vISEC2020 has a huge program, with over 250 presenters, and activities focussed around two sessions, 8-11am & 9pm-12am GMT (in Australia, this corresponds to early morning and early evening).  As with any conference there is excitement around the plenary talks, including Christl Donnelly, a leading statistical epidemiologist and member of the influential Imperial College COVID19 response team.  The conference has a focus on training, networking, and generating ideas – e.g. we will use a conference discussion forum to generate and refine ideas for a Special Issue proposal to Methods in Ecology & Evolution, and expect the virtual format to turbo-charge this conference component.  Another exciting aspect of the virtual format is its accessibility and breadth of engagement – low cost, the capacity to pre-record your talk, and to watch session recordings later, means anyone anywhere can contribute.  Many excellent researchers (especially early career) will now participate who otherwise could not due to family commitments, including some who are expecting during the week of the conference!  We are expecting over 500 attendees.  Registration is only $50, if you are curious about the virtual format, register now!

    In the Environmental Statistics committee, Scott Foster (CSIRO) has stood down, we thank him for his contributions over the last couple of years.  If you are interested in joining the committee, e-mail David, the more the merrier!

    Environmental Statistics Seminars- With everyone working at home, and physical seminar programs on hold, there has never been a more opportune time to connect environmental statisticians nationally through virtual events.  We have started a regular Environmental Statistics seminar program, aiming for monthly talks, from researchers world-wide.  Our May talk was by James Thorson (NOAA), “Forecasting nonlocal climate impacts for mobile marine species using extensions to empirical orthogonal function analysis” with 38 attendees from around the country.  If you have ideas for someone you would like to hear speak – from any continent – send them to David, and keep an eye on SSA announcements for future talks.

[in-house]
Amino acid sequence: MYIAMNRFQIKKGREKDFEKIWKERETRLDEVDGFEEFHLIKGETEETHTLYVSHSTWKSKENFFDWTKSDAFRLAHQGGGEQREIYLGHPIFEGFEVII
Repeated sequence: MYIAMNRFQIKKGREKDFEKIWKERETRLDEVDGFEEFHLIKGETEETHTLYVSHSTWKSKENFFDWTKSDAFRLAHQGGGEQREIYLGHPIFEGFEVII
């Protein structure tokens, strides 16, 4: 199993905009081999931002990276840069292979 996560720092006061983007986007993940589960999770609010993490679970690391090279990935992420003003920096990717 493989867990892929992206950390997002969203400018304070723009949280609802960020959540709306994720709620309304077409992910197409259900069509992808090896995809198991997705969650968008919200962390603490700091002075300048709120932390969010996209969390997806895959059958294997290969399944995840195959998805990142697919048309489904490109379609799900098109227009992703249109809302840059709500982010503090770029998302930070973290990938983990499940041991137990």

the Environmental Statistics Committee

    David Warton (chair), Andrew Zammit-Mangion, Denny Meyer, Gordana Popovic, Joanne Potts, Robert Clark.

  • 11 May 2020 10:31 AM | Marie-Louise Rankin (Administrator)

    Registration now open! (and it’s only $50!)

    The International Statistical Ecology Conference is a biennial meeting of researchers at the interface between ecology and statistics.  At vISEC2020 we have planned an exciting list of keynote speakers that bridge these two disciplines, as well as training opportunities for attendees, a forum for interdisciplinary collaboration, and a healthy dose of fun - all online!

    Home base for the conference will be a Slack workspace, where registered participants can mingle, watch live-streamed talks (and recordings of talks you missed, or want to watch again!), browse poster presentations, interact with presenters and other attendees via text or video chat, plan papers for our Special Issue proposal, check our Twitter stream, or compete at trivia night!  There will be two conference sessions each day, no more than three hours in length, set at opposite ends of the Sydney day to better align with timezones around the world (8-11am & 9pm-12am GMT).